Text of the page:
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Bergman Connects Faith and Dialogue to Enact Social Change

The foundation to productive activism is diverse and honest collaboration, according to Rabbi Sergio Bergman, president of the World Union for Progressive Judaism (WUPJ). 

“[The] environment, climate change, sustainability, to keep our common house and working together like an extended family is my rabbinical commitment.” Bergman said. “To serve not only the Jewish people, but to serve the human kind.” 

On Jan. 26, the Center for Christian-Jewish Learning and the Center for Ignatian Spirituality hosted Bergman in a lecture about his work in Argentine politics and interfaith collaboration. Bergman also reflected on how his relationship with Pope Francis helped guide his career. 

“In 2001, we had the collapse of the system … and Cardinal Bergoglio, now Pope Francis, built a round table and invited all the religions, nonprofit organizations, and civil actors to come run the dialogo Argentino—the Argentinian dialogue,” Bergman said. “That was amazing to bring all the society to say how we can build common ground.”

Bergman said his friendship with Francis and Laudato si’, an encyclical Francis wrote critiquing environmental degradation, inspired him to become Argentina’s secretary of the environment in 2015.

According to Bergman, not only did Francis teach him the importance of developing his personal commitment to his community, but he also helped him learn how to reach outside of his immediate sphere to build a greater connection with Argentina’s people. 

“Bergoglio also made a revolution in Argentina about the openness in the interfaith dialogue and to bring everyone,” Bergman said. “He didn’t sit alone and say ‘I am the Catholic church and I can’t really fix the problem.’”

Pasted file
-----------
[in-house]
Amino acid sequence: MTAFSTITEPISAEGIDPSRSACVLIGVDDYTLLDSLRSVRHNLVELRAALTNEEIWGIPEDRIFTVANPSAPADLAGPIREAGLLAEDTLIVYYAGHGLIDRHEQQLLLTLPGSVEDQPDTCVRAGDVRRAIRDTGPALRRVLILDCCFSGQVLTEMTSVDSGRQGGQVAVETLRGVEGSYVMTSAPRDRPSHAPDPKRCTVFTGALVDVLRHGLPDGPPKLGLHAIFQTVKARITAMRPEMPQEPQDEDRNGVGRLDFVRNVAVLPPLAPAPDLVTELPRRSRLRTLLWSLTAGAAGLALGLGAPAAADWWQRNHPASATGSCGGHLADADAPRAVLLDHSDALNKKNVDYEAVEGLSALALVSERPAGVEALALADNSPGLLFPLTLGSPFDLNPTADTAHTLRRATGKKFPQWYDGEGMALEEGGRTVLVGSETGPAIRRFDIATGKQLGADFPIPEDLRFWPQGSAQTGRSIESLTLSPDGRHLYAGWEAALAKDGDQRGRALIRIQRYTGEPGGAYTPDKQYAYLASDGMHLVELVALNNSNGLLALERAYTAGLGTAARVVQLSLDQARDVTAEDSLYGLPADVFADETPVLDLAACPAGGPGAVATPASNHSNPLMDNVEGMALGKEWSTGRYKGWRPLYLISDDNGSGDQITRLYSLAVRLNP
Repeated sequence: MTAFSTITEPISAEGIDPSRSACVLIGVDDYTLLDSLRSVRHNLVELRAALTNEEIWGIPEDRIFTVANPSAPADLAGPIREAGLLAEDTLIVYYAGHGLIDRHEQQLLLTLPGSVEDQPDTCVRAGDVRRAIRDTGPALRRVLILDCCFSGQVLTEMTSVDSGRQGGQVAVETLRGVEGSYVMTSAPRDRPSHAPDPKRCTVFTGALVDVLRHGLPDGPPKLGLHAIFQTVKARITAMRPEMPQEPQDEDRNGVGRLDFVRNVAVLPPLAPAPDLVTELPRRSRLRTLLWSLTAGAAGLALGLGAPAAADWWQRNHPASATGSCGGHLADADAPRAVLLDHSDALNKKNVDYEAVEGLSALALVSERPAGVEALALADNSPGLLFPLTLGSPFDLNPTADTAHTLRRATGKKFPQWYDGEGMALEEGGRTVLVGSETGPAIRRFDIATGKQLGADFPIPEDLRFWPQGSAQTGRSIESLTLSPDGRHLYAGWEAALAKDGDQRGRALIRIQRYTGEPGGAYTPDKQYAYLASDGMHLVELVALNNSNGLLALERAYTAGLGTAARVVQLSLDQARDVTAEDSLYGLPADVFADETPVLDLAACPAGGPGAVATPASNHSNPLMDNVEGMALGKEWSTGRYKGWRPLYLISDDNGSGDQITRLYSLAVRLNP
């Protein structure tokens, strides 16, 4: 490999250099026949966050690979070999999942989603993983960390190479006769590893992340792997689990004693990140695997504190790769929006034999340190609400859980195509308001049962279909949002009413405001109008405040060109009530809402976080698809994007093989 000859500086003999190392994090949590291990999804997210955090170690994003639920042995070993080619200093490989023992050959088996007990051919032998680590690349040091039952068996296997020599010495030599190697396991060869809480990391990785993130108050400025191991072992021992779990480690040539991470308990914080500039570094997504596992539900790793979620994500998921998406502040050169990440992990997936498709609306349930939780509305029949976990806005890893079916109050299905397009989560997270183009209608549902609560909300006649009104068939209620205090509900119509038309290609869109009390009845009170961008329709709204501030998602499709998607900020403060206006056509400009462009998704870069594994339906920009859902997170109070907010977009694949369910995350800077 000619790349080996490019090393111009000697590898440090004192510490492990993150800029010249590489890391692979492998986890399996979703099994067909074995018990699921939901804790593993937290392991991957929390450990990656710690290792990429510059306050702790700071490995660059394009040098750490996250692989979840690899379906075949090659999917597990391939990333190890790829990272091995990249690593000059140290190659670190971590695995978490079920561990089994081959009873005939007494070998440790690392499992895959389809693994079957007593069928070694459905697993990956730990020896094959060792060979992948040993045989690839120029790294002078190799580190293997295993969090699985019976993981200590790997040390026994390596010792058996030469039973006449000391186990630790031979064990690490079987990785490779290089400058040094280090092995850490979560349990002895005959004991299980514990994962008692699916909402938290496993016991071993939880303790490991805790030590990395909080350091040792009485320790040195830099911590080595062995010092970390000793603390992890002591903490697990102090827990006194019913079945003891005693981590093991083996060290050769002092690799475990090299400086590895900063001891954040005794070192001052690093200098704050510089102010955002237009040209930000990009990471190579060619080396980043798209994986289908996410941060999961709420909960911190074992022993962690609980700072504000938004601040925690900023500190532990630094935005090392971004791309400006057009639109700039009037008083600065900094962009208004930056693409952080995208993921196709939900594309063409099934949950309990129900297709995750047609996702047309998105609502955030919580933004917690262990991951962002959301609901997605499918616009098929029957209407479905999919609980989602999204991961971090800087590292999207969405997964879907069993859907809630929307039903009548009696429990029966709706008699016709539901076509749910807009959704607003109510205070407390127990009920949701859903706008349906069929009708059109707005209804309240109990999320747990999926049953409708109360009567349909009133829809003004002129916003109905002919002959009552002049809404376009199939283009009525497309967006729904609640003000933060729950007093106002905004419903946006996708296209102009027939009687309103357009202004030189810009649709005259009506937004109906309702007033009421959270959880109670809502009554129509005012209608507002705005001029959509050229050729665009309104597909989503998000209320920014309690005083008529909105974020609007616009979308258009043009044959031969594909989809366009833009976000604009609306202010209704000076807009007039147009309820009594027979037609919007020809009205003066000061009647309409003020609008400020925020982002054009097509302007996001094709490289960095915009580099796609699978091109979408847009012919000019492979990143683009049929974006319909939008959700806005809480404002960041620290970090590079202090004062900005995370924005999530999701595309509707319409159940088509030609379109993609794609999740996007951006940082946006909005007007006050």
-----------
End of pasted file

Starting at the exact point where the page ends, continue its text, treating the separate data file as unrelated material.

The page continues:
After working within Argentina’s government, Bergman became the president of the WUPJ, which he said was one of the biggest accomplishments of his career.

“That an Argentinian rabbi became president and CEO of this global organization, we are talking about an umbrella organization of two million Jewish people around 50 countries and several regions, for me nothing will really be more important in my rabbinical career,” Bergman said.

Bergman also said taking on leadership’s roles is crucial when working toward change.

“Leadership means that you really move from a professional victim of the circumstance to become a leader of your life and to give testimony with your life that a change is possible,” Bergman said. 

Bergman wrapped up his lecture by telling the audience that working to solve a problem is more effective than complaining about one.

“You know we are complaining all the time about politicians, but at the end of the day they are a part of our society, they are a part of our values, and they are a part of our tradition,” Bergman said. “This is what I learned also from Pope Francis. To try to do the best to be part of the solution and not to complain like a part of the problem.” 

Mike Klau, who referred to himself as a lifelong progressive Jew, said having the support of non-Jewish allies is important when creating lasting social change.

“The thing that struck me the most about this event was the openness of non-Jewish people to listen fully to a rabbi speak his truth,” Mike said. We believe in the values of progressive Americans to bring progressive Judaism all over the world and to make allies. This is about allyship.” 

Michelle Klau, who also referred to herself as a lifelong progressive Jew, highlighted the specific ways progressive Judaism has materialized in her local community.

“A lot of synagogues are teaming up with other faiths to advocate for things like housing, against gun violence, against food insecurity, and [Bergman] said that we can’t just each be in our little silo and be off doing things,” Michelle said. “He said we have to team up like he did with Pope Francis.”

January 28, 2023